Library Books for Homebound Readers

New York City Public Libraries’ Mail-a-Book and Books by Mail programs send books, videos and audio books free to homebound readers, caretakers and children in every city borough.

By Susan Shafer


library books homebound

Mary Higgins Clark fans, take note: Mail-a-Book has just sent a new Clark mystery to your mailbox. No fee for the postage!!

Hey, admirers of Ruth Bader Ginsberg, open that package! Inside is RGB’s biography sent to you at no cost!

Mail-a-Book, a program sponsored by The Queens Library, has for years sent books, videos, and audio books gratis to homebound readers who live in Queens and can’t shop at a library on their own. Now funded by grants, Mail-a-Book reaches homebound readers throughout New York State.

“Anyone at home who can’t get to a library should be able to get everything that others get when they walk into a library—programming, materials, information, socialization and learning opportunities,” says program manager Madlyn Schneider.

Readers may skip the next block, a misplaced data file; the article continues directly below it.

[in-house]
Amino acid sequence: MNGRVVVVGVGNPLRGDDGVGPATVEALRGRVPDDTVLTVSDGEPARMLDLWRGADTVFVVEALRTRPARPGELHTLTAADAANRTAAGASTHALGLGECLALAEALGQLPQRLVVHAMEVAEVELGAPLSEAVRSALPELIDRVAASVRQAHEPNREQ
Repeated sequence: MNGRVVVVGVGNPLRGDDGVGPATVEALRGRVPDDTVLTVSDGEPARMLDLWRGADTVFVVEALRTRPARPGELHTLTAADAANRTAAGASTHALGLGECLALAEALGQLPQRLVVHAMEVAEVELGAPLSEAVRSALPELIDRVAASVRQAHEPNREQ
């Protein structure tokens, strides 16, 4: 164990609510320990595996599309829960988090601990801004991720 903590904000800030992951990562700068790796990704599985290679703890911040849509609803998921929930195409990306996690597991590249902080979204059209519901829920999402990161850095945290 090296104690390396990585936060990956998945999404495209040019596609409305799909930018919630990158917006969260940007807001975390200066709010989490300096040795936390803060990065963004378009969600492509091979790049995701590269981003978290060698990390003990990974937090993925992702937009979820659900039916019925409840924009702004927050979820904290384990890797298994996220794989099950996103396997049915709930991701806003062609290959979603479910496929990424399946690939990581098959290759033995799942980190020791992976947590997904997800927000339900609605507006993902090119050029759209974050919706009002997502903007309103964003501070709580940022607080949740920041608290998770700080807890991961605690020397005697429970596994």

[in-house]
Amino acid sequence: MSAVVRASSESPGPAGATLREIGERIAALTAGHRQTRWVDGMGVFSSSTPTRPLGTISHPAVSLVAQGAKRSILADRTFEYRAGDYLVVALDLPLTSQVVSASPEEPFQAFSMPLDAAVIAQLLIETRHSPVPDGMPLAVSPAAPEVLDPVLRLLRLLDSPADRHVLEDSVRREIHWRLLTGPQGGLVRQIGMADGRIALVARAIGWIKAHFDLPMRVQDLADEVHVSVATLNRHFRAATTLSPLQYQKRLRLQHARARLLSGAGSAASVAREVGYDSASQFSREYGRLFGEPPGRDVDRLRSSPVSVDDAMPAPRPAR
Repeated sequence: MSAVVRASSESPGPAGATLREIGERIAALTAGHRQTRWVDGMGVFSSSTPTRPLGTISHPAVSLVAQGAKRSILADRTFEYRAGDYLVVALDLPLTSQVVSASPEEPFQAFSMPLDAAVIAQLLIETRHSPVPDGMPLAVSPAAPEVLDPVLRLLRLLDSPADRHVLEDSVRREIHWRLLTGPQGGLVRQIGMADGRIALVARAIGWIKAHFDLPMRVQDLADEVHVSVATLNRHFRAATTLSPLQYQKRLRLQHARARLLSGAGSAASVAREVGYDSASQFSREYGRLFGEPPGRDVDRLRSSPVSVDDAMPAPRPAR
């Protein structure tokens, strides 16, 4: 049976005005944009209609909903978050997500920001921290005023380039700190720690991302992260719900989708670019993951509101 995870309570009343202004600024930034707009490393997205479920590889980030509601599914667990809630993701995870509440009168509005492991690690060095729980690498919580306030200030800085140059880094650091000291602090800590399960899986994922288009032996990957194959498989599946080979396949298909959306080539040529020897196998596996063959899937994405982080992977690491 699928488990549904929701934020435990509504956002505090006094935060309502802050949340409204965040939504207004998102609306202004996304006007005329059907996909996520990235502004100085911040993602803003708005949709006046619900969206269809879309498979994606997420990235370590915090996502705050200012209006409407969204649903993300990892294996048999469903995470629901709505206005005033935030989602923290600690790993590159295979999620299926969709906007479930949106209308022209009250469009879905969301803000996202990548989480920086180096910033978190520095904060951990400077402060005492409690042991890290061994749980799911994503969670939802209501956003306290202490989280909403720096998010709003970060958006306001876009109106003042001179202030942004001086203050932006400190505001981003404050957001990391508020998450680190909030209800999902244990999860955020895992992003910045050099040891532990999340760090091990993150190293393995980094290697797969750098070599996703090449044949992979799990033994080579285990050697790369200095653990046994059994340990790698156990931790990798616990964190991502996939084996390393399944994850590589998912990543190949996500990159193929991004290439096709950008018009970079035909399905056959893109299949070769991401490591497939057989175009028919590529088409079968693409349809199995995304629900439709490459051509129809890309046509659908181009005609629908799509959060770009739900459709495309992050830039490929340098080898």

So how do you sign up for the Mail-a-Book program? After registering by phone (718-464-0084) or by written application, you confer with a librarian, indicating specific titles you may wish or books that cover your favorite interests, ranging from mysteries and history to cooking. Your librarian will then select books in the category you request. A library card is not necessary.

Books are then mailed—two books per bag—with a prepaid return mailbag. Readers may keep the books for 45 days, then return them to the library in a canvas bag. You may renew your books up to three times. There are now between 700 and 800 Mail-a-Book members who request new books from a librarian and also get advice.

Clearly, one perk of the Mail-a-Book program is the socializing that occurs when librarians and customers talk on the phone about books. Since many readers are homebound and have limited opportunities to interact with others, even short phone conversations provide connection.